The Blue Tribune is your place to learn about all things Covenant and keep up with stories from campus and beyond. By guiding you through the different aspects of Covenant, we'll help you decide if you want to pursue your very own Covenant experience.
Faculty Feature: Dr. Bill Davis
Faculty Feature is a series in the Blue Tribune that recognizes the excellent professors and staff of Covenant College through a series of questions.
This week we're highlighting Dr. Bill Davis, Professor of Philosophy.
What brought you to Covenant? How long have you been teaching?
I came to Covenant in 1997, accepting the position as a significant upgrade from teaching at an "historically Methodist" liberal arts college in the Midwest. I've been teaching Philosophy at the undergraduate level for over 30 years.
What is your history with Covenant?
I completed my BA in Philosophy at Covenant in 1982, having studies under Jim Hurley, Gordon Clark, Chuck Anderson, and many others who shaped me in many positive ways. My wife graduated from Covenant in 1984, and for three semesters I was the emergency replacement Math instructor for Covenant in the mid-1980s. After completing my graduate work in 1992, I taught at other schools until being hired by Covenant in 1997.
What do you love about teaching at Covenant?
Everything. (That sounds trite and unserious; but it is a sober estimate.) The students are highly intentional about growing both academically and spiritually. I take steps to make Christ central in all my teaching; and it is made MUCH easier by students who eagerly ask for it and by fellow professors who are showing their students (and me through them) ways to do it faithfully and at the same engaging the subject matter at a high level by any standard.
The other professors are my friends. The Philosophy Department is a (small) haven of extensive agreement about what we are trying to accomplish in our students' lives; and when we disagree about philosophical matters, we are both eager to search the Scriptures and submit to it (and not just to winning an argument). The administration enthusiastically supports what I am trying to do in my teaching and scholarship. The only thing I would like is for every day to have more hours in it so that I can give students all the feedback they need.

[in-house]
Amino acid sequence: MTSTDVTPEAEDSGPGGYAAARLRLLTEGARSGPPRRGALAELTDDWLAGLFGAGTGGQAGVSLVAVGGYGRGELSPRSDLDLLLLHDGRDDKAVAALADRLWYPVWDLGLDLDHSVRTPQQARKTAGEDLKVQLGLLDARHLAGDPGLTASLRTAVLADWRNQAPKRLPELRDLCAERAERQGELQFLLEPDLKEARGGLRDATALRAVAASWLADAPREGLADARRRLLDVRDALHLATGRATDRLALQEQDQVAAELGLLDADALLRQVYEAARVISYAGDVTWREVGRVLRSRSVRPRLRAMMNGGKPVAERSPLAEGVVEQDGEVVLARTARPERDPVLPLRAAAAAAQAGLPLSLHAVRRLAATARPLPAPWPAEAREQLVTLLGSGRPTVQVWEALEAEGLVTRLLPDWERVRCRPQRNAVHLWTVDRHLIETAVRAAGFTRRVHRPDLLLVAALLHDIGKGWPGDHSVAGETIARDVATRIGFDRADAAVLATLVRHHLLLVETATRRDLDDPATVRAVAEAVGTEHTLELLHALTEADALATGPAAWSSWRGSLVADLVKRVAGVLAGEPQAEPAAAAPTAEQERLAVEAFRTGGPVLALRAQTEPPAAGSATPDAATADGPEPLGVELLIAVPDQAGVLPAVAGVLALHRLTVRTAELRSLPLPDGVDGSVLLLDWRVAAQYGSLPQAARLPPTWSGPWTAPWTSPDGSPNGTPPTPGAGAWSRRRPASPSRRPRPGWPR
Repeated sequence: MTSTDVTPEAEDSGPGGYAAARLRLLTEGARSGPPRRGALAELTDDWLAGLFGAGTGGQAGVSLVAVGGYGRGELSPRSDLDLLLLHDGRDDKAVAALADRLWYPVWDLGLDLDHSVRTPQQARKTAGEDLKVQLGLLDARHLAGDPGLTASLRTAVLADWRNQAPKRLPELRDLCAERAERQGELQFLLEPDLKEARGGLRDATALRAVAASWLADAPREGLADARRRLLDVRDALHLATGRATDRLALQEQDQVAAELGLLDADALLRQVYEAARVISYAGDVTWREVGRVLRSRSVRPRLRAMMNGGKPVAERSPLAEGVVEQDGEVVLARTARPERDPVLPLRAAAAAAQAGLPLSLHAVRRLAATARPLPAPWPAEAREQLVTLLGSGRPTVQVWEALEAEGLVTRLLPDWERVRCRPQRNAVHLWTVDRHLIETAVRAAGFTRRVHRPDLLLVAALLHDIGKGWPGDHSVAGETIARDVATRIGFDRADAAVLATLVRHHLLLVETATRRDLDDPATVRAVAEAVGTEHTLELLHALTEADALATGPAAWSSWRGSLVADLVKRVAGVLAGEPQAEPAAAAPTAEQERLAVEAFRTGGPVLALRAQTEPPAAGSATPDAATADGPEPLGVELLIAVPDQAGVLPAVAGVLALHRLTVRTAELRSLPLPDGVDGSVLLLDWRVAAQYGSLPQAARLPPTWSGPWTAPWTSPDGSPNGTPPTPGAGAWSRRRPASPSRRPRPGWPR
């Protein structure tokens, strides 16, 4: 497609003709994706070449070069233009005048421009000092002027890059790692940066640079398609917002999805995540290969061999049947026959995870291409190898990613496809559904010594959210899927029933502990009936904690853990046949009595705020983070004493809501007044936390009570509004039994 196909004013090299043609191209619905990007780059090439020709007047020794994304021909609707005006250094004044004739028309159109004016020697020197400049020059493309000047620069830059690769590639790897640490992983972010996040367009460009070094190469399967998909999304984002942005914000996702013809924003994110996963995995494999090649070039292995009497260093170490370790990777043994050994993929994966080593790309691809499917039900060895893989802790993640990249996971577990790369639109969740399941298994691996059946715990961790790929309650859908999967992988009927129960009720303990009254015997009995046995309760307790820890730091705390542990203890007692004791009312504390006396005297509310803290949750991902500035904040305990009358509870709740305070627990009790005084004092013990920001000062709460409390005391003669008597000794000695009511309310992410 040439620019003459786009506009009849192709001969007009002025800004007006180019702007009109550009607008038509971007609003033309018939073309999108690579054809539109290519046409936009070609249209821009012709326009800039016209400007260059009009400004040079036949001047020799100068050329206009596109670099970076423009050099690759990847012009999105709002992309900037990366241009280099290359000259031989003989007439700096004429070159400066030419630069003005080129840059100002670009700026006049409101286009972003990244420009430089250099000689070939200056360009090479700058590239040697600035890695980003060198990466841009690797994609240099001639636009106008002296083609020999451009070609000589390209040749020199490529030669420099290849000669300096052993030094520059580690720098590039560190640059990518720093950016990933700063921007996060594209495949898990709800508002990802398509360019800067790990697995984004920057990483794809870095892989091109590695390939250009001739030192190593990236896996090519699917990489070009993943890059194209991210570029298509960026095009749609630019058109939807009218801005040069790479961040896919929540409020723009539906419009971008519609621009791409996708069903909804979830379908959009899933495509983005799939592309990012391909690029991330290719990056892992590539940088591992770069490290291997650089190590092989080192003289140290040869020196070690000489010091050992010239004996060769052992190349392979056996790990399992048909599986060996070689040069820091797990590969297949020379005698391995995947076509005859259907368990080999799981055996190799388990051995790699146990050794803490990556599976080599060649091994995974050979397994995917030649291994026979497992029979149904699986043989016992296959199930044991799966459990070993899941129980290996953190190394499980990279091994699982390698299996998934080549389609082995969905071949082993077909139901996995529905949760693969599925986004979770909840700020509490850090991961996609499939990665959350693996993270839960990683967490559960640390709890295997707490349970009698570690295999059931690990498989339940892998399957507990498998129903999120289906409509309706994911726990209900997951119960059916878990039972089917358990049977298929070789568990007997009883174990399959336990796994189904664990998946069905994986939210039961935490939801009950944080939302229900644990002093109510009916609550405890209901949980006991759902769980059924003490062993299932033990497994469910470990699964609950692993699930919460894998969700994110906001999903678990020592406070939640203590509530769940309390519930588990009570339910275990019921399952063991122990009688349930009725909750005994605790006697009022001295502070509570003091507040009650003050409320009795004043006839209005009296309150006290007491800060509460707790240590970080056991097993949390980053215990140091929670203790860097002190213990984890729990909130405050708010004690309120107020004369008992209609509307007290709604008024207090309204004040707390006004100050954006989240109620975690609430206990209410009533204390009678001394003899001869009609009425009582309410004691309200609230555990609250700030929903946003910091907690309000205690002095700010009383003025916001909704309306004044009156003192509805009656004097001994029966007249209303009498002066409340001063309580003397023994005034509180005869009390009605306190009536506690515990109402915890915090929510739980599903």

What's your history with the PCA or Reformed Tradition?
My family was in an RPCES church in the early 1970s when I was shown the beauty of the doctrines of grace and covenant theology as they are given in the Bible. So I have thought about my relationship with Christ and his church in a reformed way all my life. I was worshipping in an RPCES church when the denomination was "joined and received" by the PCA, and thus became PCA without lifting a finger. My seminary training was at Westminster Seminary/California, a school that is self-consciously (and maybe rabidly and deeply) in the Reformed tradition. While a grad student at the University of Notre Dame, I was a member of a Christian Reformed Church; and after Notre Dame I taught for a year at Calvin College (as it was then). In the mid-90s I was a member of a PCA church in Boardman, Ohio. Since 1998, I have been a member of Lookout Mountain Presbyterian Church (PCA) and now serve as a Ruling Elder there.
What's your favorite Covenant tradition?
Convocation: for the raucous enthusiasm about our academic life together and the litany of commitment.
What is a current research project or area of interest you're excited about?
I am working on a book on the Ten Commandments as God's Gift to his beloved children, as well as a book on "Honor Your Father and Mother," which is an expanded account of the fifth commandment. These projects contribute to my on-going work as a volunteer ethics consultant for a local Catholic Hospital.
What's one of your favorite cultural or family traditions?
My family (and Scottish Presbyterians as my tribe) loves enjoying a day of rest from our daily toil, using the Lord's Day to anticipate heaven in worship and unhurried time together.
Anything else prospective students should know about you?
All four of my children graduated from Covenant, and they all have jobs and live in places of their own. Most importantly, they are all walking with Lord and active in a local church.
Tell us a little about your family:
My wife of 38+ years teaches toddlers in a Mothers Day Out program. She invests all kinds of time into finding age-appropriate crafts and activities to encourage their development. My children are STEM people (physics, computers, data analysis, accounting) who also love English literature and YouTube.
How do you/your department encourage each student to pursue academic excellence?
We (the department) encourage students to recognize their academic talents as gifts given to them by Jesus Christ for the purpose of advancing his purposes in the world. Jesus wants us using all our powers to glorify God in and by serving others. Zealous development of their academic abilities is what Jesus wants them doing. For those with modest abilities, the accomplishments may look moderate to onlookers; but we are as pleased by modest accomplishments when it is the result of faithful effort as we are by outstanding accomplishments for students with outstanding gifts.